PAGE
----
At fifteen years old, I discovered true love. It came dressed in tragedy when two Air Force officers showed up at my house to tell me my twenty-one year old brother had died. Looking back, that day taught me that love is selfless and unconditional. Love conquers death; it’s timeless. That day was a turning point in my life, and soon after, I promised to never take time for granted again.

My brother’s death challenged my beliefs at their very core. After some serious questioning, I emerged a woman confident that I would find my identity in Christ. For the first time, I understood the truest, purest form of love: agape love.

I like this definition:

Agape love is unconditional love that is always giving and impossible to take. It devotes total commitment to seek your highest best no matter how anyone may respond. This form of love is totally selfless and does not change whether the love given is returned or not.

Even in my grief, God’s love never ceased. After losing my brother, I struggled to let myself feel anything. Like trust, love is an incredibly hard thing to regain when you have been deeply hurt. But God was patient with me. Slowly, I learned how to accept love again.

Now able to accept love, I began learning how to love myself. I set lofty goals and worked hard to achieve them. Year by year, I grew in confidence and independence. Athlete, writer, entrepreneur, friend, traveler. These adjectives reflected my time and energy. Like all humans, I carried my share of insecurities, but I also grew confident in who I was as a person.

Today, I believe learning how to accept and reflect God’s love and learning how to love oneself is important preparation for sharing love with a significant other. I’ve never had a serious relationship, and while I’m still learning and growing, I think I’m finally at a place in my life where I can begin to think about loving someone else.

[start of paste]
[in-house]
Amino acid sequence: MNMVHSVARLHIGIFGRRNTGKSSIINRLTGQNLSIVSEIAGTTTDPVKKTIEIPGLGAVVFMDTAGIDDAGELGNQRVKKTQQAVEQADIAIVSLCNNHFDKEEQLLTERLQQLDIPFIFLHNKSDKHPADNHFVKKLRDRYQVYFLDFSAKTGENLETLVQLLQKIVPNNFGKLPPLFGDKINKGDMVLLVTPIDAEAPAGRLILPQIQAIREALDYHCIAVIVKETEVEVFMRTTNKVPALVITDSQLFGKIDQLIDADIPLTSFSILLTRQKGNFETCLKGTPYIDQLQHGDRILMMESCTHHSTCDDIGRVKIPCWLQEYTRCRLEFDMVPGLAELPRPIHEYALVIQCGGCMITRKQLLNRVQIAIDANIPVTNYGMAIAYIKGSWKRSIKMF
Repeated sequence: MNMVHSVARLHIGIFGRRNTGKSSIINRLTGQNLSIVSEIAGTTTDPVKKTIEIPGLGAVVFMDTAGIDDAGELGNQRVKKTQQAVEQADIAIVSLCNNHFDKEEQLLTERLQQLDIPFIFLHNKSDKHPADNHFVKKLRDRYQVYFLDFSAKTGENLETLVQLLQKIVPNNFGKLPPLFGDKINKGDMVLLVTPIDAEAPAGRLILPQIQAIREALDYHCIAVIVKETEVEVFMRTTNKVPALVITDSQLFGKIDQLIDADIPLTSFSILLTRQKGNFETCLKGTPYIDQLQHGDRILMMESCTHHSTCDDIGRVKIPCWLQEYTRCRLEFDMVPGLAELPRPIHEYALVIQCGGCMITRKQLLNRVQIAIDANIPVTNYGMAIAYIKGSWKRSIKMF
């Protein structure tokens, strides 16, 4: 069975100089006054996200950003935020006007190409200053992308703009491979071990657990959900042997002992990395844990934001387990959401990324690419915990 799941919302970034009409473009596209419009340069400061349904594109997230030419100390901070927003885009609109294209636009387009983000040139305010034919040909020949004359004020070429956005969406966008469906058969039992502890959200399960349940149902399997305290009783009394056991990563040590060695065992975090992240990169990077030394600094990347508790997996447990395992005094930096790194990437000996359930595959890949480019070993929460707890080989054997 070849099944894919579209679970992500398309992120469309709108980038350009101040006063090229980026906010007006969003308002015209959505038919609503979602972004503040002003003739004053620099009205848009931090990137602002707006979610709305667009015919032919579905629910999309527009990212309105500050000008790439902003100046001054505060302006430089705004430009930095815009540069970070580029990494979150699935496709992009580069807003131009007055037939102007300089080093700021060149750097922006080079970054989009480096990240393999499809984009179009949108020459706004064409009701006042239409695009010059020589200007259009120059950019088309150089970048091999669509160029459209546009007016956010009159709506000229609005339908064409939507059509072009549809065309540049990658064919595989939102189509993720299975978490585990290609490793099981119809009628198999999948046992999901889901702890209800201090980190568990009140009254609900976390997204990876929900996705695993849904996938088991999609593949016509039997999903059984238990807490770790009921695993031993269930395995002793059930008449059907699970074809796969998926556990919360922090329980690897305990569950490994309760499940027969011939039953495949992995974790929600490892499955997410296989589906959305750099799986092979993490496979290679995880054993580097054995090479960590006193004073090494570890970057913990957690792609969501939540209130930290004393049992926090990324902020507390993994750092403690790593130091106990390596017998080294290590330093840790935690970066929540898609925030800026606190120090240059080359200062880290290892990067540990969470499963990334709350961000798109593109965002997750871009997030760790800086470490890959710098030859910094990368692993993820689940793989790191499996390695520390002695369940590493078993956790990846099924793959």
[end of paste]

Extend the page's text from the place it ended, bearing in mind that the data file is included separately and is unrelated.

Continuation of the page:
I’ve seen examples of healthy marriages, and I’ve also seen relationships fall to pieces. My thoughts on this subject have matured over the last few years, and I’ve since come up with a few guiding principles I think are important for a lasting marriage.

It’s about commitment, not compatibility.

It’s not about finding the perfect person, it’s about being perfectly committed
(taken from my sister and brother-in-law’s 
Design Principles for Marriage).

Be patient.

Marriage lasts a lifetime. Don’t rush into a relationship or say “I love you” unless you really mean it. When conflict comes, assume the best and be patient with the one you love.

Put God first in your relationship, and in your day, every day, so that this becomes a habit.

God will speak to you through his Word and direct you.

Never go to bed angry.

Do not let the sun go down while you are still angry, and do not give Satan a foothold. -Ephesians 4:26–27

Married life is a marathon.

It is not enough to make a great start towards a long-term marriage. You will need the determination to keep going. Only then will you make it to the end.

Surround yourself with community.

Find other like-minded Christian couples. Seek out examples of healthy marriages from those older than you, and invest in those younger.


Find a couple you respect who will help you take responsibility for your actions as both individuals and as a couple so that you can identify your mistakes and learn from them.